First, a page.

Fred Mascherino is almost too good to be true with the following attributes: a dedicated vegan, a gifted guitarist, a beautiful vocalist, and a passion for the environment equaling a love for his fans. Known for his time with Taking Back Sunday, he now shines on his own through The Color Fred. After tracking down the extremely down to earth and extremely busy Fred, I was able to speak with him at his March 7th show at the Pipeline Cafe (HI) about his solo journey so far.
A tremendous thanks to Gary Strack of Reybee Inc. for helping me set up the interview and pursue Fred.
– Can you tell us what The Color Fred is all about?
Fred: It’s pretty much a solo project I started called The Color Fred. It’s mostly me and I have different musicians play live with me.
– You used to be co-vocalist and guitarist of Taking Back Sunday. What made you want to branch out and leave the band?
F: I always wanted to sing a little bit more and we were actually heading in the other direction in Taking Back Sunday. We started out as a double vocals thing and it became more of a front man thing, so I wanted to front my own band.
– What were the pros and cons of leaving the band?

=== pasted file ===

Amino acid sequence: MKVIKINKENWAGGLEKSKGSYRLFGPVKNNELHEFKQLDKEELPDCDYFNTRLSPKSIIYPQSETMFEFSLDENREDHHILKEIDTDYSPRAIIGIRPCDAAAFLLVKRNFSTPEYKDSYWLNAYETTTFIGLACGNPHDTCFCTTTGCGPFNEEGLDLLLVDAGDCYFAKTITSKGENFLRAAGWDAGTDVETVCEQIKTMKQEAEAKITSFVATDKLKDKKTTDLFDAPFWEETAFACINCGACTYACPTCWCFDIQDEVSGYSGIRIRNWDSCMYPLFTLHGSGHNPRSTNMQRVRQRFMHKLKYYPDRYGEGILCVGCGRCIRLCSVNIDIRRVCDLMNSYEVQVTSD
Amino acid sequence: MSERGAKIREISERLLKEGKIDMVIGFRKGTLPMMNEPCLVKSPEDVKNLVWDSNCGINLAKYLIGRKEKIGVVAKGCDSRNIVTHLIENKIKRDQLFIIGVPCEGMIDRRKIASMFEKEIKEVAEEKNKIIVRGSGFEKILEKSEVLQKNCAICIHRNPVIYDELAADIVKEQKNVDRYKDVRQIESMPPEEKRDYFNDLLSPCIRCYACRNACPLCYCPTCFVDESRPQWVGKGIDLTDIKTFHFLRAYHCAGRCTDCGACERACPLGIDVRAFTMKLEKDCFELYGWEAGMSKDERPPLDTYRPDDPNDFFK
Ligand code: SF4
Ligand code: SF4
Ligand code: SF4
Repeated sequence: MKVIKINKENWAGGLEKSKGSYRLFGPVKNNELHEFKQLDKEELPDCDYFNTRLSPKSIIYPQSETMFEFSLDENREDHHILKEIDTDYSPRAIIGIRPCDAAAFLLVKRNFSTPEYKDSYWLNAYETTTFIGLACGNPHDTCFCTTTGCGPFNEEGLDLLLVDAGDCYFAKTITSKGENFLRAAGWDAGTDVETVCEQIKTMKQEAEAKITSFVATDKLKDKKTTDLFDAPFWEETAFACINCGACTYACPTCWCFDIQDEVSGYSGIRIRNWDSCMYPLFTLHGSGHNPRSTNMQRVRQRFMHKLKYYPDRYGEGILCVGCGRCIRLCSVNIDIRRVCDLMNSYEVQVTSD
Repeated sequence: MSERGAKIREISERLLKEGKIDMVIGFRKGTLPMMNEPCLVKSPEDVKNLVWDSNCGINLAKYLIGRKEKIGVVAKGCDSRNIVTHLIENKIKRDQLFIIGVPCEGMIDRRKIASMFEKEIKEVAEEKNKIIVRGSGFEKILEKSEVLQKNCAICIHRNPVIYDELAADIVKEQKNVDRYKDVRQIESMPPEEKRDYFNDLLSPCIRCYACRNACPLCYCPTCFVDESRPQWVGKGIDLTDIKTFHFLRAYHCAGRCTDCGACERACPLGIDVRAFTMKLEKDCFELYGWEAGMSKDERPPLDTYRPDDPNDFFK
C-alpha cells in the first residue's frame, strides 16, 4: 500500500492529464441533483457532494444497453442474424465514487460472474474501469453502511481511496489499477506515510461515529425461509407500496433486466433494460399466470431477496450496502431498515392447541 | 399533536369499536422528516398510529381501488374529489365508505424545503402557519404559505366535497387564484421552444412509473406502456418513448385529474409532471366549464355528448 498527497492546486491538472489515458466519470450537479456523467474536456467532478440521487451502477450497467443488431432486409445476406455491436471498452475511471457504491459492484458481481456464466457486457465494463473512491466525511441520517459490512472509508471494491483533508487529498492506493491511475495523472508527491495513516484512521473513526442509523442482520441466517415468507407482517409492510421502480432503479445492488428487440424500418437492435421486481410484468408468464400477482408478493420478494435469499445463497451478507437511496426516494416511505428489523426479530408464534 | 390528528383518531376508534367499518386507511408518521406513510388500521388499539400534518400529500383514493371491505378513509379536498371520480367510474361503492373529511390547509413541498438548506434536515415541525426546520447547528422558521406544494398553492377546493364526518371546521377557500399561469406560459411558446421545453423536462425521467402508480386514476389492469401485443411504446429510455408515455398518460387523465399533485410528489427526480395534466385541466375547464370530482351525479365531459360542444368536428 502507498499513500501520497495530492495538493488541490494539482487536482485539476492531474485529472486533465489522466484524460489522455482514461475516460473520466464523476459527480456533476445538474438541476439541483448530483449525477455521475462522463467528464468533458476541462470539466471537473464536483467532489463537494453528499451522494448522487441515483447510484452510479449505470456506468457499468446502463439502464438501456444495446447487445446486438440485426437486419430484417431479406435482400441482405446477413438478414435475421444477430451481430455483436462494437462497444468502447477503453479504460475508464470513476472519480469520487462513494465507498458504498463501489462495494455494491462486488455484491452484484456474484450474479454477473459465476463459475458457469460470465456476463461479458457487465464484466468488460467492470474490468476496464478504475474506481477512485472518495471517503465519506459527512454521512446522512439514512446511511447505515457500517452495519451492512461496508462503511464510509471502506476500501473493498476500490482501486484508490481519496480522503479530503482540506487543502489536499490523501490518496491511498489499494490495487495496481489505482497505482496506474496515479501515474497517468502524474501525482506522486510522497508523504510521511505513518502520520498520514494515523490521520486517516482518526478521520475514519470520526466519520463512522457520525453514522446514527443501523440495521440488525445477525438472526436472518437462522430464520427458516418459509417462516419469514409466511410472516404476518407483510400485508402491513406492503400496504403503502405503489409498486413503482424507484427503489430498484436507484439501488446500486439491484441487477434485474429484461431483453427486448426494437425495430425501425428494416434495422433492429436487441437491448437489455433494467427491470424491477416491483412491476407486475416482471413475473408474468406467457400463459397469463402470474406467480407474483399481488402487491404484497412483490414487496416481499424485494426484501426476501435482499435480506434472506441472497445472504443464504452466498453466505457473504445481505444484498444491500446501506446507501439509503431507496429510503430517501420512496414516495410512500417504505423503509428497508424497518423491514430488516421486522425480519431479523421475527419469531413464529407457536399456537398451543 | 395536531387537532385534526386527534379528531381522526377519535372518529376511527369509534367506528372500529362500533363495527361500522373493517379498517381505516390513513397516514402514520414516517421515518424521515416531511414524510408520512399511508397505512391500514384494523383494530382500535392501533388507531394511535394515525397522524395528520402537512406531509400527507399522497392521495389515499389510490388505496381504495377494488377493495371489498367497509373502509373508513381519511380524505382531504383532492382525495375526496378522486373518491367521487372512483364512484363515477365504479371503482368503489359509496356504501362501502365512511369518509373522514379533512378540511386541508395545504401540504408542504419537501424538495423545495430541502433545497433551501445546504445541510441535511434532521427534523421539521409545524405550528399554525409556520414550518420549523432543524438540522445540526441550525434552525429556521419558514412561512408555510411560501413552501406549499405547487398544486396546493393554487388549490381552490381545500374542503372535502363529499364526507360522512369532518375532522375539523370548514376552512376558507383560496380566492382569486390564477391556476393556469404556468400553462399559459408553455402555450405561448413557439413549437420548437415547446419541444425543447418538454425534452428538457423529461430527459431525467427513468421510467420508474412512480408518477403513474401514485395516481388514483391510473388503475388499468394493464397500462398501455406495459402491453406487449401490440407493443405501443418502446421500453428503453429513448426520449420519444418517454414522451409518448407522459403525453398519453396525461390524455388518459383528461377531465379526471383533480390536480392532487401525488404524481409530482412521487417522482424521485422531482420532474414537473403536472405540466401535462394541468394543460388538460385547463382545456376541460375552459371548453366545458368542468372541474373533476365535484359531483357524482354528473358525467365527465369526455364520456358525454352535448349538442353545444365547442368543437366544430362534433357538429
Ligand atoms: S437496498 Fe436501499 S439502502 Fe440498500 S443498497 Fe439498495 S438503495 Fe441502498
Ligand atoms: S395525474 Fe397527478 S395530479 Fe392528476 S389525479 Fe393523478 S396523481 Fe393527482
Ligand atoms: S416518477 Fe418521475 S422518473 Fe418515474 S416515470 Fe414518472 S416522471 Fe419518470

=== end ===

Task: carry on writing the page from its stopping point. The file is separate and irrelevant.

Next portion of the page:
F: Well, in a lot of ways it was like starting over again because I had to let everyone know, “hey I’ve got this new record out, it’s new music,” and since I can’t immediately pump it to radio or anything, it’s more work. It’s also a solo project, so I can’t like blame the other members of the band if things don’t get done. But the positive part is that I’m doing what I love and it feels more rewarding when it works out.
– Were there any times when you wanted to quit The Color Fred and return to Taking Back Sunday?
F: Well, it’s been amazing because I’ve gotten to spend the last year on the road and getting to experience new things like coming to Hawaii has just been a dream come true. So it’s never gotten that bad. It’s always been great actually. So I guess the answer is no!
– So you’ve released one album, Bend to Break (2007), about a year and a half ago. Are you happy with the response you have received from it?
F: Yeah, we’ve definitely been building up our little army and I’m really proud of what we’ve done so far. I just went in and recorded an acoustic EP that comes out in April. In general, the reaction has been amazing. Just the fact that this is my first time coming to Hawaii and there were kids singing along last night is just amazing. It was one of the loudest crowds I’ve ever played for.